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Dr Emily Cousens

  • Overview

    Overview

    Biography

    My research is at the intersection of feminist philosophy and trans history. I am currently interested in feminist (trans, queer, lesbian radical) print cultures from the 1970s, prefigurative politics of liberation, and alternative visions for gender. 

    I joined Birkbeck in September 2023, after holding a fellowship at the London School of Economics (2021-2023) and a Visiting Lecturership at the University of Oxford (2018-2022).

    Highlights

    • BA/Leverhulme funded project: Second Wave Trans Feminisms in Print (2021-2023)

      Contributing to recent scholarship that reassesses the dominant perception of second-wave feminism as politically misguided and theoretically naive, this timely project explores an archive of 1970s print culture and academic arguments to open up the possibility of reading a second-wave trans feminism. It investigates the rich - and as yet overlooked - archive of independently produced newsletters and journals written by and for trans people in North America and Canada in the 1970s, and discusses the articulations of sex and gender contained therein. It argues that these documents reveal a lively, intersectional trans feminist engagement with the women's liberation movement. Using ‘trans’ as an umbrella term to include a range of male to female identities and subjectivities, such as male women, transgenderist and cross-dresser, this project explores the different investments in and contributions to second-wave feminism of trans people of colour, working class trans people and queer trans people.

    • New book: Trans Feminist Epistemologies in the US Second Wave

      Why do “second wave” and “trans feminism” rarely get considered together? Challenging the idea that trans feminism is antagonistic to, or arrived after, second wave feminism, Emily Cousens re-orients trans epistemologies as crucial sites of second wave feminist theorising. By revisiting the contributions of trans individuals writing in underground print publications, as well as the more well-known arguments of Andrea Dworkin, this book demonstrates that valuable yet overlooked trans feminist philosophies of sex and gender were present throughout the US second wave. It argues that not only were these trans feminist epistemologies an important component of second wave feminism's knowledge production, but that this period has an unacknowledged trans feminist legacy.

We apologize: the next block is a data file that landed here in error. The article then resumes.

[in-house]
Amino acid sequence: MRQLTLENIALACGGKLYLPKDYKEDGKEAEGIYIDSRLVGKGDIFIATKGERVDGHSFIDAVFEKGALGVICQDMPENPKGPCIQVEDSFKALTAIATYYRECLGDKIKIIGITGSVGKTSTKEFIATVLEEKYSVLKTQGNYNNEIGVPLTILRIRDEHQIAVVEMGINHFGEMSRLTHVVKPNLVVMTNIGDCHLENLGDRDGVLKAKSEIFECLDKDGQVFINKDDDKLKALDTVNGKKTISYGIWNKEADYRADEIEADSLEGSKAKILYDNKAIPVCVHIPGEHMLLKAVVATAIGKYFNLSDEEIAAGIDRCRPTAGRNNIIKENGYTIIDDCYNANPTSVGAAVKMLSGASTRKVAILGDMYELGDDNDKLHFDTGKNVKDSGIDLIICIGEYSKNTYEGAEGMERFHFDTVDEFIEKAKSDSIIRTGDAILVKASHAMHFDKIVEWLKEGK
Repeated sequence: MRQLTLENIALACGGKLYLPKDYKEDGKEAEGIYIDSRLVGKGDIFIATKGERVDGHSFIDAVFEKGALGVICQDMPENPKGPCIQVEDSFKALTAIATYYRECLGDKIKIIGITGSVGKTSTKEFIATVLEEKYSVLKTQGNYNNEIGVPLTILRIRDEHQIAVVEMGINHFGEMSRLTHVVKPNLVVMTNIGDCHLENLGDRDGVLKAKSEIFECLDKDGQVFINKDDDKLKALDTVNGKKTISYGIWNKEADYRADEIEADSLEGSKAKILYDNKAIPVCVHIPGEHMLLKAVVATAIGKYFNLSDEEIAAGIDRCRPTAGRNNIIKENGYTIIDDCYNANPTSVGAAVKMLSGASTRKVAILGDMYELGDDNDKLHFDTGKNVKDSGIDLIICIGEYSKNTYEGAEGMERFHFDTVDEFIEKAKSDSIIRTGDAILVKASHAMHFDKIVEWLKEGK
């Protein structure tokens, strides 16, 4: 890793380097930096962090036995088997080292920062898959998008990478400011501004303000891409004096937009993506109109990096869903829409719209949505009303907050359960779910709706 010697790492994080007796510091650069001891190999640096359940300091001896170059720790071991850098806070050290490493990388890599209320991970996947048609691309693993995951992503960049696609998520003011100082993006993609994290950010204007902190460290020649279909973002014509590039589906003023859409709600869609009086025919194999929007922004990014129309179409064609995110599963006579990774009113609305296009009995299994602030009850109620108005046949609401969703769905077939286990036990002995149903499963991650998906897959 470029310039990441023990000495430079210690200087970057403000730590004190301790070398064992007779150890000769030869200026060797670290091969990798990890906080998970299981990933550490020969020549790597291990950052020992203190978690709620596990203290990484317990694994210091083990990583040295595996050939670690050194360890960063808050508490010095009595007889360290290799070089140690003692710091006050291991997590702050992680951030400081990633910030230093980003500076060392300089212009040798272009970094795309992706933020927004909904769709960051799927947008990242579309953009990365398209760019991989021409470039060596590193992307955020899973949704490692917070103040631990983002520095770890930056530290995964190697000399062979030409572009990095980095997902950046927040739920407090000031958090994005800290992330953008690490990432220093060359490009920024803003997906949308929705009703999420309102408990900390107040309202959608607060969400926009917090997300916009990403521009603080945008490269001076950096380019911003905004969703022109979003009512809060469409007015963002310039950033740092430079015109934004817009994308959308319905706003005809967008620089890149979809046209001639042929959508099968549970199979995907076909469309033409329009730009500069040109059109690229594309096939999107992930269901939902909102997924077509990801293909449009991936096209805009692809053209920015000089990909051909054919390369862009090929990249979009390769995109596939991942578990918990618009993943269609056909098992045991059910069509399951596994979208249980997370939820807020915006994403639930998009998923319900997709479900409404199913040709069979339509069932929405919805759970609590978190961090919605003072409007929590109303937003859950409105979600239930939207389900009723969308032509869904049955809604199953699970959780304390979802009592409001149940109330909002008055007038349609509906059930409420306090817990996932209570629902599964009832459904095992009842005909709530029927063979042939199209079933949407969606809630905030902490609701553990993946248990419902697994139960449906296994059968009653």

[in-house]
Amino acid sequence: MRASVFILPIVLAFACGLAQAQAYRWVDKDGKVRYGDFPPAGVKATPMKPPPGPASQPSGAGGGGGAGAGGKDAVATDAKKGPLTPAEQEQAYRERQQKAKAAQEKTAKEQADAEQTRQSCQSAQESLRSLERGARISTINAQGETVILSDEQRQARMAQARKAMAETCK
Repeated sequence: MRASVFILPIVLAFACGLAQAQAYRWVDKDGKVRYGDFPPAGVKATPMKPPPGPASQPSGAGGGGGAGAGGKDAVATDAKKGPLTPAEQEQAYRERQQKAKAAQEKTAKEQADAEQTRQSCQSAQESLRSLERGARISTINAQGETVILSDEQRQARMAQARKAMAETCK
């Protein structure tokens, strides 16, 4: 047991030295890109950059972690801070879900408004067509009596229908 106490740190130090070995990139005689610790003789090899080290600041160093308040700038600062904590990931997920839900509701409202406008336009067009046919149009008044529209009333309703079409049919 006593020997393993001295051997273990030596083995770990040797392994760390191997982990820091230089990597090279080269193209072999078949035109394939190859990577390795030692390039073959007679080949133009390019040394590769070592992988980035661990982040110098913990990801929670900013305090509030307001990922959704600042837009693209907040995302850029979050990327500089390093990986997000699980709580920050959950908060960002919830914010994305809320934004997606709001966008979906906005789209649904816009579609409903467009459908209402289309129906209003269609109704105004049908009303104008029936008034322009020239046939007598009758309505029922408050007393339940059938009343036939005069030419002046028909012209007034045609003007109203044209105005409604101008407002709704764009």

• Recent article: Entering the Archive of Second-Wave Trans Feminist Print Culture: The Journal of Male Feminism

      Common stories of second-wave feminism equate the period either explicitly or by reference to its presumed biological essentialism, with trans-exclusionary feminism. This article deep-dives into issues published between 1977 and 1979 of the Journal of Male Feminism, an underground newsletter for a predominantly North American-based male-to-female (M-T-F) cross-dressing community. It argues that these texts contain a rich set of theoretical resources and nuanced perspectives on sex and gender developed by trans people in the 1970s and therefore deserve to be read as part of an expanded canon of second-wave feminism.

    Office hours

    Weds-Fri by appointment

    Qualifications

    • PhD Philosophy , Oxford Brookes University , 2020
    • MA Women's Studies, University of Oxford , 2014
    • BA Philosophy, Politics and Economics, University of Oxford , 2013

    Web profiles

    Administrative responsibilities

    • Convenor, MA/MSc Gender and Sexuality

    ORCID

    0000-0002-7571-3705
  • Research

    Research

    Research Centres and Institutes

  • Supervision and teaching

    Supervision and teaching

    Teaching

    Teaching modules

    • MA/MSc Gender Studies dissertation (FDGD008D7)
    • Theorising Gender (FDGD009S7)
    • Queer Histories/Queer Cultures (FDGD012S7)
    • Approaching the Past (HICL200S4)
  • Business and community

    Business and community

    Outreach

    Workshop

    Feminist Print Cultures: Creating Community and Consciousness. 

    A day-long workshop exploring the past and present of queer and feminist print cultures, with keynotes from Julie Enszer and Nat Raha.

    4th March 2023